Friday, February 21, 2014

Know where the money is going

Following up on a post from a few days ago (, I received some great comments discussing that in accounting in particular at an early-stage company, it's important to know where the money is going.

One friend even talked about how he did all his own accounting, just for this purpose.  

I couldn't agree more on the goal.  From a financial perspective, the money is expensive and it should be managed carefully.  Also, from a personal perspective, as an entrepreneur, you've given up huge amount of opportunity (e.g., higher paying job, unpaid time starting the company, etc.) and have probably also spent years teeing up the opportunity.  I know I've done that.  You've then sold much of the upside as equity to have this chance.  When you see the money go out the door unsuccessfully or poorly managed, it gnaws at you.  I've experienced the emotional reaction of seeing large checks go out the door for something that doesn't work.  Here, I like to make a distinction between well-spent money that doesn't work, vs. poorly spent money.

For example, at one company, we once used $50k on an ad campaign that brought on users for a $10/month product.  We obtained three users, or approximately $17k/user.  I called this the, "Buy them a Honda Civic" acquisition strategy.  

While this was very, very painful, it was ultimately a well thought out and managed campaign and given some constraints, we couldn't do a smaller test campaign.  I still believe it was well spent money, but expensive learning that something didn't work.  And it hurt  I still think of this when I see Honda Civics.

The even more painful time comes when you realize that you were careless and now have an invoice for something that could have or should have been avoided.  I remember signing a check for a monthly ad campaign that had stopped performing 60 days prior.  It has simply been overlooked as some other priorities had taken over  This prompted me to: 1) have a discussion and end the campaign immediately, and 2) change the way we did things going forward.  While it still was unpleasant, ultimately, the loss was minimized and avoided in the future, which is the best result possible at that point.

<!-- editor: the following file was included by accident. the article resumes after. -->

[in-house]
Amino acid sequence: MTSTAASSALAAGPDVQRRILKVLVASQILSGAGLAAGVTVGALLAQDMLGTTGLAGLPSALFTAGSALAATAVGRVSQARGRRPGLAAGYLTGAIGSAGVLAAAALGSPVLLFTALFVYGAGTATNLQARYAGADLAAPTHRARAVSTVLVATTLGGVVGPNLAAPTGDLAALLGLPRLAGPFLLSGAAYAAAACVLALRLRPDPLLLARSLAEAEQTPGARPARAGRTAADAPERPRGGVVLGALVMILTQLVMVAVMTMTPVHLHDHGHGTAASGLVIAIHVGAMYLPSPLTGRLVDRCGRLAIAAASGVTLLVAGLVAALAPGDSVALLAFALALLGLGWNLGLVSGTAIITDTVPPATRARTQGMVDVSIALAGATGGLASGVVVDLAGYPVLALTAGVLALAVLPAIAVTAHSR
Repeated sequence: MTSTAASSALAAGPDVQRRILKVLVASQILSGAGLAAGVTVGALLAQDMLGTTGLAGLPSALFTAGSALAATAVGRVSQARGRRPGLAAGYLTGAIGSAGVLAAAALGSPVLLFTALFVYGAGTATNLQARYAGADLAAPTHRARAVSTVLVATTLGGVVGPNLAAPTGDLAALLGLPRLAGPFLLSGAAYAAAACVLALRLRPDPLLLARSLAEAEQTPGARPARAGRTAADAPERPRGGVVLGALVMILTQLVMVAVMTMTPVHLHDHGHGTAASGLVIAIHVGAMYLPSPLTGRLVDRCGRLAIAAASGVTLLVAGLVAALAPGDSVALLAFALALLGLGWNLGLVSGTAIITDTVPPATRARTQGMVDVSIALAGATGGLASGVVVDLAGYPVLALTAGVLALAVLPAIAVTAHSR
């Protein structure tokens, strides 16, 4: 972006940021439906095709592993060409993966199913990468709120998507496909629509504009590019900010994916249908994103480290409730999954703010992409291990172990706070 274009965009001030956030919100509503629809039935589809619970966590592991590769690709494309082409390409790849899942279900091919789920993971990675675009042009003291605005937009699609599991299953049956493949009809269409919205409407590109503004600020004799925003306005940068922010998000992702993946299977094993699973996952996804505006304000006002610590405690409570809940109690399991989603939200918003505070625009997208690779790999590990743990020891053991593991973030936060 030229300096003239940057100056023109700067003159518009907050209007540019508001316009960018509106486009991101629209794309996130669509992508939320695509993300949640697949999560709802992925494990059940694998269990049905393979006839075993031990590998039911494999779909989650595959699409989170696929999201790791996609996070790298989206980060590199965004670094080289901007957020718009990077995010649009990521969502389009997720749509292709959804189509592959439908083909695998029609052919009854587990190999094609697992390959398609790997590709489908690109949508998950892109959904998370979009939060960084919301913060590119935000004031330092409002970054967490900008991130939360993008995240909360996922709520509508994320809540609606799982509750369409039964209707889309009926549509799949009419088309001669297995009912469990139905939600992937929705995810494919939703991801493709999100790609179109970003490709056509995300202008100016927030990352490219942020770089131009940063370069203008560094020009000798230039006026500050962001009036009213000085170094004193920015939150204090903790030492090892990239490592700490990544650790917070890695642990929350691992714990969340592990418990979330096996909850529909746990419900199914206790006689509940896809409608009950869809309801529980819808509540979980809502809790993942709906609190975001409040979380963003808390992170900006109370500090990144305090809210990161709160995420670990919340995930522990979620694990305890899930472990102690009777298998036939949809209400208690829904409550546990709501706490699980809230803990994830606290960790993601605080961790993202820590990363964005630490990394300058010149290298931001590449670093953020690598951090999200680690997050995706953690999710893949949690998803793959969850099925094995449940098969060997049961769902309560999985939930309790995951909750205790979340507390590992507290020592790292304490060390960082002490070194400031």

Money out the door is a forcing function and moment of choice.  One of the simple steps that I always value and insist on is that someone involved in the fundraising process, and ideally the CEO (not a finance/accounting person), signs all the checks and approves all payrolls.  This ensures that every single dollar that leaves the account, is controlled and managed by one person with both financial and personal skin in the game.  (The only exception is an expense check to the person himself, as it's generally good to not have someone sign checks to himself)

While there are obviously downsides to this method (using checks, the occasional rush to find the CEO when he's out of the office when an urgent payment is needed, etc.), the upsides are substantial.  It's amazing how frequently simply signing a check makes you realize that you don't really need something (e.g., a software subscription you used to use and then moved off of with only legacy data, a contractor whose project hasn't performed well and you should make the call to end, etc.).  

Also, I always try to keep the overhead low on knowing where the cash is going, and put in place reasonable/minimal cash controls.  One of the easiest is having someone else enter the invoices into the accounting system and prepare the checks weekly.  This both: 1) reduces the time of truly administrative tasks, and 2) ensures a separation of the preparation of checks from signing, which is good cash control governance in any case.

Other parts of accounting like the exact definition of revenue, depreciation policies, differences between A/P liabilities and expenses, etc., are generally unimportant for start-ups as you focus entirely on cash and do not make different decisions based upon these differences.  Don't focus on them.  One of the best things to always challenge an accountant with is, "Does this matter?  Is it material?  Will we make different decisions based upon it?"  

Know where the money is going.


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